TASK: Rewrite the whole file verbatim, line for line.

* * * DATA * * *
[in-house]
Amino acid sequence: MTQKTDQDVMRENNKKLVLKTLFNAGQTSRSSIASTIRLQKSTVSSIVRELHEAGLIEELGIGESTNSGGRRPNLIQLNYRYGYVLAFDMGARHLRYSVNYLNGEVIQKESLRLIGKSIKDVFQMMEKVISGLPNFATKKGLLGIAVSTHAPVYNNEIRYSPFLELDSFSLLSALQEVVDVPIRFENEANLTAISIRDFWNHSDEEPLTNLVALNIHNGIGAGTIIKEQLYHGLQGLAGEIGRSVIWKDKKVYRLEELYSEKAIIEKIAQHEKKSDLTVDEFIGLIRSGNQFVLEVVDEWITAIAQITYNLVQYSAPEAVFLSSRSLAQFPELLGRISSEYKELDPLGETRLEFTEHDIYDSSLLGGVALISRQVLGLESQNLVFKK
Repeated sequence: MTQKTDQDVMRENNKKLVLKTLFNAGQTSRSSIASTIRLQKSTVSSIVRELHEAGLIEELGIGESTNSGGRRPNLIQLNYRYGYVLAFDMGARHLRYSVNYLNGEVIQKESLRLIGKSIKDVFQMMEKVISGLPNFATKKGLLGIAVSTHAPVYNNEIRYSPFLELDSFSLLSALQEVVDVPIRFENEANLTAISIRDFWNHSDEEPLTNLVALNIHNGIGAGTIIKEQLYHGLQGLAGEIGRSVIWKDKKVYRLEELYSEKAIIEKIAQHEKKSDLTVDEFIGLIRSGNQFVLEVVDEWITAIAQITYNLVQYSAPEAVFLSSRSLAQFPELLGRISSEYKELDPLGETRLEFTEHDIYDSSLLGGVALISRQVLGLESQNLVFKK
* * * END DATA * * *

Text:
[in-house]
Amino acid sequence: MTQKTDQDVMRENNKKLVLKTLFNAGQTSRSSIASTIRLQKSTVSSIVRELHEAGLIEELGIGESTNSGGRRPNLIQLNYRYGYVLAFDMGARHLRYSVNYLNGEVIQKESLRLIGKSIKDVFQMMEKVISGLPNFATKKGLLGIAVSTHAPVYNNEIRYSPFLELDSFSLLSALQEVVDVPIRFENEANLTAISIRDFWNHSDEEPLTNLVALNIHNGIGAGTIIKEQLYHGLQGLAGEIGRSVIWKDKKVYRLEELYSEKAIIEKIAQHEKKSDLTVDEFIGLIRSGNQFVLEVVDEWITAIAQITYNLVQYSAPEAVFLSSRSLAQFPELLGRISSEYKELDPLGETRLEFTEHDIYDSSLLGGVALISRQVLGLESQNLVFKK
Repeated sequence: MTQKTDQDVMRENNKKLVLKTLFNAGQTSRSSIASTIRLQKSTVSSIVRELHEAGLIEELGIGESTNSGGRRPNLIQLNYRYGYVLAFDMGARHLRYSVNYLNGEVIQKESLRLIGKSIKDVFQMMEKVISGLPNFATKKGLLGIAVSTHAPVYNNEIRYSPFLELDSFSLLSALQEVVDVPIRFENEANLTAISIRDFWNHSDEEPLTNLVALNIHNGIGAGTIIKEQLYHGLQGLAGEIGRSVIWKDKKVYRLEELYSEKAIIEKIAQHEKKSDLTVDEFIGLIRSGNQFVLEVVDEWITAIAQITYNLVQYSAPEAVFLSSRSLAQFPELLGRISSEYKELDPLGETRLEFTEHDIYDSSLLGGVALISRQVLGLESQNLVFKK